Abhyudaya started a grievance redressal initiative in 2002
Citizens' initiatives may today be a dime a dozen, but when Abhyudaya started a grievance redressal initiative in April 2002, it was a first for the city.
Abhyudaya, a federation of residents' welfare associations, started monthly “ward sabhas” a decade ago to provide a platform for the public to have an informal grievance redressal forum. This was a huge relief to hundreds of residents at a time when Bruhat Bangalore Mahanagara Palike (BBMP) Council did not exist.
The ward sabhas were held on the last Saturday of every month from February 2003 to November 2009 in the erstwhile ward number 55 comprising areas such as Hoskerehalli, Padmanabhanagar, ISRO Layout, Kumaraswamy Layout and others having a population of about 1.62 lakh. In the new Bruhat Bangalore Mahanagara Palike, these areas fall under ward numbers 161, 181, 182 and 183.
Abhyudaya managed to rope in all the officials concerned (mainly Bangalore Electricity supply Company, BBMP and Bangalore Water Supply and Sewerage Board) to participate in the programme. This initiative came to the rescue of residents when BBMP had no elected representatives.
“The ward sabhas were taken so seriously by the officials as well as the residents welfare associations (RWAs) that promises and follow-up actions were reviewed every month,” B.V. Ramakrishna, joint secretary of Abhyudaya. The interaction provided a transparent method of dealing with civic officials. There were interactions with police officials also.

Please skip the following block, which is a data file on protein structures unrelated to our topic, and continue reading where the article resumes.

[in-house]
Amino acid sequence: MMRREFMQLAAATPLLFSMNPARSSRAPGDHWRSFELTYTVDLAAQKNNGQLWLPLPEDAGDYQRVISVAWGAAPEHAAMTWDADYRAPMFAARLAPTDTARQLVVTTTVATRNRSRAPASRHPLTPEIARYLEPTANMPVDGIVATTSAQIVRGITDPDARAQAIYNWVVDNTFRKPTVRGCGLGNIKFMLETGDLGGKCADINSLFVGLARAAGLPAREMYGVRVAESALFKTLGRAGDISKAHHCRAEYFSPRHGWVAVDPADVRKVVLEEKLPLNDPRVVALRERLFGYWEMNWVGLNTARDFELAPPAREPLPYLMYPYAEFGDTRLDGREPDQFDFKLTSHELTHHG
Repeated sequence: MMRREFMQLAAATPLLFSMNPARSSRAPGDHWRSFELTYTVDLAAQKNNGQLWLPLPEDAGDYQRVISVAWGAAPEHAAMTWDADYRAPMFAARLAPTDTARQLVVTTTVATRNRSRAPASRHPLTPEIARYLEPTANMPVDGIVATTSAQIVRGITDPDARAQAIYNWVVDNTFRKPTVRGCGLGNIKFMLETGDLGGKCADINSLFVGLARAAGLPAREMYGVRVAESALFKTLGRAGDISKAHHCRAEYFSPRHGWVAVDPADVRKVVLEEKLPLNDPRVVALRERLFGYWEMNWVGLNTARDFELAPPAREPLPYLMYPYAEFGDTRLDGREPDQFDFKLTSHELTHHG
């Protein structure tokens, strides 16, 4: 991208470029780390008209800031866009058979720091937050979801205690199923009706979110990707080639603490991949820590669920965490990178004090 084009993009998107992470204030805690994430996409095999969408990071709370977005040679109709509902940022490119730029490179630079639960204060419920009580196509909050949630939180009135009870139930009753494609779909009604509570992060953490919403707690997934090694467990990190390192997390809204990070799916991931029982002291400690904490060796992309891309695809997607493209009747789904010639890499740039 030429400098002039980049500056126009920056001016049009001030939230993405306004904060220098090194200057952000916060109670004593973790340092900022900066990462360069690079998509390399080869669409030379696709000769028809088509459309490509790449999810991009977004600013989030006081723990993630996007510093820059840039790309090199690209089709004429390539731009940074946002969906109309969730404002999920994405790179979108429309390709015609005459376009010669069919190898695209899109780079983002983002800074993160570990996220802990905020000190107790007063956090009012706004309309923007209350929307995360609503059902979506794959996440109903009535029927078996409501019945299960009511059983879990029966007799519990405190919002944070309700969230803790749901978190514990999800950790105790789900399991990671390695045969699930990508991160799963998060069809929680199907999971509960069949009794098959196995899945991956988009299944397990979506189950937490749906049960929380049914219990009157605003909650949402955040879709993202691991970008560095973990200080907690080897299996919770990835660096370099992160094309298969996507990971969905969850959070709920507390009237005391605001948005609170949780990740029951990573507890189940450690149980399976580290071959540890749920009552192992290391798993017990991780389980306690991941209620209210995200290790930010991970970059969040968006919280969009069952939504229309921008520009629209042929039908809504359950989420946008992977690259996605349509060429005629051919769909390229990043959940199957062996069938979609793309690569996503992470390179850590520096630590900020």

Driven mainly by senior citizens, Abhyudaya not only set up interaction with the officials but also fought for the improvement of under-developed areas. “We got a survey of roads, streetlights and trees done and also worked out the cost to asphalt mud roads. Our survey became the basis for many officials to take up the works,” he said.
The absence of parks was another battle and Abhyudaya ensured two civic amenities sites were turned into parks in Radhakrishna Layout. Though permission has been given to convert another such site to a park, it is now mired in litigation.
When the BBMP sought to replace self-assessment scheme (SAS) with the capital value system (CVS) for property tax, Abhyudaya took the lead in bringing together various RWAs to protest. From its humble beginnings in a garage at the residence of advocate Uma Nanjundaiah in Ittamadu, Abhyudaya now functions from its spacious office in Padmanabhanagar. Today, it is a federation comprising 35 RWAs and 375 individuals as members.
Its work became so popular that delegations from Pune and even Sri Lanka and Kenya came to study the success story.
For the past few months, Abhyudaya has not been holding the sabhas though Mr. Ramakrishna said they would be revived shortly. Its next project is to take up a survey of vacant sites in four wards following a BBMP circular to clean up such sites.
“Debris dumping and disposal of garbage in vacant sites have become a nuisance, breeding mosquitoes,” he said.